Why You Should Transition Your Shop To Live Tooling

Posted on: 3 November 2020

If you work with a CNC machine, a lathe, or any other type of machinery that uses a stationary tool that you then press your materials up against in order to complete your work, you should know that there may be a better way. Today, more and more shops like yours are switching to live tooling instead of sticking with their stationary tools. Here's what live tooling is and how it can provide benefits for your business.

Live Tooling Moves

"Live" tooling is any tool that can physically move in one direction or another while still being attached to your lathe or other machinery. Before live tooling was invented, a machine might have, say, a stationary blade the moves one specific pattern the entire time it's turned on. Your workers then, of course, turn the materials in their hand in order to make adjustments to what they are cutting. But with a live tool, that same blade might be able to move to the left or right in a set path, and the worker might not have to make as many adjustments with their materials.

Live Tooling Lets You Get More Done with the Same Machine

Once live tooling is set up, you can switch out the specific tool to accomplish a variety of different tasks. For example, you could install a drill that will move forward to drill cleanly through your material each and every time. You could also install a borer, a blade, or whatever you need to get the job done. Prior to live tooling, a worker might have to turn the material into the drill or blade but then move the material to a completely different machine to finish the job with a different tool type. Live tooling is swappable and because it can move, you can get everything done without moving to a different machine.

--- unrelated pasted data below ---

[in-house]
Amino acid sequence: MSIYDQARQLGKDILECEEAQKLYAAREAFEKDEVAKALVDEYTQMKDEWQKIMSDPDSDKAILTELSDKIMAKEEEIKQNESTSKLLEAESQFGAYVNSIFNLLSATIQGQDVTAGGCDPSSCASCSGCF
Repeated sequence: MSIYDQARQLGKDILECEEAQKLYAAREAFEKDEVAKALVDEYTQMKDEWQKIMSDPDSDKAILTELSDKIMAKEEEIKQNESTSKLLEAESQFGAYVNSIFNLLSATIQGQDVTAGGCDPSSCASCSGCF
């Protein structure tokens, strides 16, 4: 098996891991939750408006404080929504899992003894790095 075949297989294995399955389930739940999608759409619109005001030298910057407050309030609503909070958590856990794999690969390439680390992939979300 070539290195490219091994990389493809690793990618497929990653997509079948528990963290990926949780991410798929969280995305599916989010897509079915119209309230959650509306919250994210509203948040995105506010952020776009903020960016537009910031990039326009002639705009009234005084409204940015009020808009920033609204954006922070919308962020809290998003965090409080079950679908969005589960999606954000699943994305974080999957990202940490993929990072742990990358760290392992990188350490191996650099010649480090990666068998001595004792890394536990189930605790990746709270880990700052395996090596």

Live Tooling Creates Better Precision and Accuracy

Whatever final product you are creating, you of course want everything you create to be of the same quality. When your worker has to manually turn the material into a stationary drill or blade, this opens up an opportunity for human error. But when the material can remain stationary and your blade or drill does the moving automatically, the machine will always take the same path through the material, leading to exact precision on each and every piece you create.

Talk to a supplier of live tooling today for more information.